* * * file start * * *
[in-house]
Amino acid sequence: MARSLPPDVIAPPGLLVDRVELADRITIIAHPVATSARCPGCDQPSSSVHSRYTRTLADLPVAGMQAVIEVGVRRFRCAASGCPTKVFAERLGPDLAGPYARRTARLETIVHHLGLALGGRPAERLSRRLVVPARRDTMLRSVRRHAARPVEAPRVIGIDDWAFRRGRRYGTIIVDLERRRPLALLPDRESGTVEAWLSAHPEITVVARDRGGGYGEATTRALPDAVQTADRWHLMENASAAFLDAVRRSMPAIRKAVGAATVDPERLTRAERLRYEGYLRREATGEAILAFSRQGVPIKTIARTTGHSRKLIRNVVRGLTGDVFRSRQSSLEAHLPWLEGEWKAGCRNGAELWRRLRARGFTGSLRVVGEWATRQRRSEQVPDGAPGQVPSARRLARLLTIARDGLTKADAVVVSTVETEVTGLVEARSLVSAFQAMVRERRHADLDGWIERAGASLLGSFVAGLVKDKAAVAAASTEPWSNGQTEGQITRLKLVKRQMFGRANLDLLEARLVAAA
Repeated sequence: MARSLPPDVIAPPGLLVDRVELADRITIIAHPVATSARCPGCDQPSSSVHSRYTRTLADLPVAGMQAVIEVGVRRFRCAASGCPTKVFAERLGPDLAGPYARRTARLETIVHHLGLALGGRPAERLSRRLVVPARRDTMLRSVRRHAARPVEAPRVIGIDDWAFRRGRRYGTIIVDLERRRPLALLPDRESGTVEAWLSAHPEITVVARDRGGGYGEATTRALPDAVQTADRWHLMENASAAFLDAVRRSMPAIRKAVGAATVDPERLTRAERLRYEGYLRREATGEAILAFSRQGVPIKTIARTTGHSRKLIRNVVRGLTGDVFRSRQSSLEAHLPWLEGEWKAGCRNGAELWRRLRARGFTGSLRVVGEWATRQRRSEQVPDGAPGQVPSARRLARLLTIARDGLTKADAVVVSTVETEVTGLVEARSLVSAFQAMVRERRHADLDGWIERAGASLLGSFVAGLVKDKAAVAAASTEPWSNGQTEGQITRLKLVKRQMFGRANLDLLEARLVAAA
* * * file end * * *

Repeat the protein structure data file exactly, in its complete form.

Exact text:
[in-house]
Amino acid sequence: MARSLPPDVIAPPGLLVDRVELADRITIIAHPVATSARCPGCDQPSSSVHSRYTRTLADLPVAGMQAVIEVGVRRFRCAASGCPTKVFAERLGPDLAGPYARRTARLETIVHHLGLALGGRPAERLSRRLVVPARRDTMLRSVRRHAARPVEAPRVIGIDDWAFRRGRRYGTIIVDLERRRPLALLPDRESGTVEAWLSAHPEITVVARDRGGGYGEATTRALPDAVQTADRWHLMENASAAFLDAVRRSMPAIRKAVGAATVDPERLTRAERLRYEGYLRREATGEAILAFSRQGVPIKTIARTTGHSRKLIRNVVRGLTGDVFRSRQSSLEAHLPWLEGEWKAGCRNGAELWRRLRARGFTGSLRVVGEWATRQRRSEQVPDGAPGQVPSARRLARLLTIARDGLTKADAVVVSTVETEVTGLVEARSLVSAFQAMVRERRHADLDGWIERAGASLLGSFVAGLVKDKAAVAAASTEPWSNGQTEGQITRLKLVKRQMFGRANLDLLEARLVAAA
Repeated sequence: MARSLPPDVIAPPGLLVDRVELADRITIIAHPVATSARCPGCDQPSSSVHSRYTRTLADLPVAGMQAVIEVGVRRFRCAASGCPTKVFAERLGPDLAGPYARRTARLETIVHHLGLALGGRPAERLSRRLVVPARRDTMLRSVRRHAARPVEAPRVIGIDDWAFRRGRRYGTIIVDLERRRPLALLPDRESGTVEAWLSAHPEITVVARDRGGGYGEATTRALPDAVQTADRWHLMENASAAFLDAVRRSMPAIRKAVGAATVDPERLTRAERLRYEGYLRREATGEAILAFSRQGVPIKTIARTTGHSRKLIRNVVRGLTGDVFRSRQSSLEAHLPWLEGEWKAGCRNGAELWRRLRARGFTGSLRVVGEWATRQRRSEQVPDGAPGQVPSARRLARLLTIARDGLTKADAVVVSTVETEVTGLVEARSLVSAFQAMVRERRHADLDGWIERAGASLLGSFVAGLVKDKAAVAAASTEPWSNGQTEGQITRLKLVKRQMFGRANLDLLEARLVAAA